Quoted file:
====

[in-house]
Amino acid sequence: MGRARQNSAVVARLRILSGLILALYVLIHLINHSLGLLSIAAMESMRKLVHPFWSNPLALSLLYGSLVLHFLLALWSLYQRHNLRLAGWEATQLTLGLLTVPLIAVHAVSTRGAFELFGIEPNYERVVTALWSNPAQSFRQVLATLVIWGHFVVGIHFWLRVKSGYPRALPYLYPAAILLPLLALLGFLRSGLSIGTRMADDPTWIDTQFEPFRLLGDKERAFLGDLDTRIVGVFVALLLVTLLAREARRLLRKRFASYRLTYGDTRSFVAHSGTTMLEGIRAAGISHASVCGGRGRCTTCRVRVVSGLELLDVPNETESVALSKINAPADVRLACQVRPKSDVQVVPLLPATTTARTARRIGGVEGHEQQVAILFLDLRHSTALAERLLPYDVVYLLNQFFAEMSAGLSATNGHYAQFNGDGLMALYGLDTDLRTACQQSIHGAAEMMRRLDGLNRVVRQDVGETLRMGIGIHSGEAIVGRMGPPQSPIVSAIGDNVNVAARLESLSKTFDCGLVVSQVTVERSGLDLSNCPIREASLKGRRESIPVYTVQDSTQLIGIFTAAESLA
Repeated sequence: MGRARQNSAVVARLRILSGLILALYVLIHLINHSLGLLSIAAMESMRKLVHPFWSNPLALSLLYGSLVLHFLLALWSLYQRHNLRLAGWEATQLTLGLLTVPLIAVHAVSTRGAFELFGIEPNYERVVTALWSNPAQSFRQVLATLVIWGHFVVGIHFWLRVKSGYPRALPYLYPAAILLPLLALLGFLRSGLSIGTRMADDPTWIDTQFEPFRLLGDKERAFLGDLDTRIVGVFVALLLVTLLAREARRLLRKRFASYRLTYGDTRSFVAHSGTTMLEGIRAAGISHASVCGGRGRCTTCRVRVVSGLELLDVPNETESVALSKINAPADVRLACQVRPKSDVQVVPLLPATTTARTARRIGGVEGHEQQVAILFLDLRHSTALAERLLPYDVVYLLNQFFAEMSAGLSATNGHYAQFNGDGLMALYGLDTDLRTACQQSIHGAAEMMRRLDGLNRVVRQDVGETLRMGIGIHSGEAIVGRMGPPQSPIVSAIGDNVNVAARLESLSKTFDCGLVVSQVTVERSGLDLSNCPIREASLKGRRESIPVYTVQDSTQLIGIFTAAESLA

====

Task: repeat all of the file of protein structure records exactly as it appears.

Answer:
[in-house]
Amino acid sequence: MGRARQNSAVVARLRILSGLILALYVLIHLINHSLGLLSIAAMESMRKLVHPFWSNPLALSLLYGSLVLHFLLALWSLYQRHNLRLAGWEATQLTLGLLTVPLIAVHAVSTRGAFELFGIEPNYERVVTALWSNPAQSFRQVLATLVIWGHFVVGIHFWLRVKSGYPRALPYLYPAAILLPLLALLGFLRSGLSIGTRMADDPTWIDTQFEPFRLLGDKERAFLGDLDTRIVGVFVALLLVTLLAREARRLLRKRFASYRLTYGDTRSFVAHSGTTMLEGIRAAGISHASVCGGRGRCTTCRVRVVSGLELLDVPNETESVALSKINAPADVRLACQVRPKSDVQVVPLLPATTTARTARRIGGVEGHEQQVAILFLDLRHSTALAERLLPYDVVYLLNQFFAEMSAGLSATNGHYAQFNGDGLMALYGLDTDLRTACQQSIHGAAEMMRRLDGLNRVVRQDVGETLRMGIGIHSGEAIVGRMGPPQSPIVSAIGDNVNVAARLESLSKTFDCGLVVSQVTVERSGLDLSNCPIREASLKGRRESIPVYTVQDSTQLIGIFTAAESLA
Repeated sequence: MGRARQNSAVVARLRILSGLILALYVLIHLINHSLGLLSIAAMESMRKLVHPFWSNPLALSLLYGSLVLHFLLALWSLYQRHNLRLAGWEATQLTLGLLTVPLIAVHAVSTRGAFELFGIEPNYERVVTALWSNPAQSFRQVLATLVIWGHFVVGIHFWLRVKSGYPRALPYLYPAAILLPLLALLGFLRSGLSIGTRMADDPTWIDTQFEPFRLLGDKERAFLGDLDTRIVGVFVALLLVTLLAREARRLLRKRFASYRLTYGDTRSFVAHSGTTMLEGIRAAGISHASVCGGRGRCTTCRVRVVSGLELLDVPNETESVALSKINAPADVRLACQVRPKSDVQVVPLLPATTTARTARRIGGVEGHEQQVAILFLDLRHSTALAERLLPYDVVYLLNQFFAEMSAGLSATNGHYAQFNGDGLMALYGLDTDLRTACQQSIHGAAEMMRRLDGLNRVVRQDVGETLRMGIGIHSGEAIVGRMGPPQSPIVSAIGDNVNVAARLESLSKTFDCGLVVSQVTVERSGLDLSNCPIREASLKGRRESIPVYTVQDSTQLIGIFTAAESLA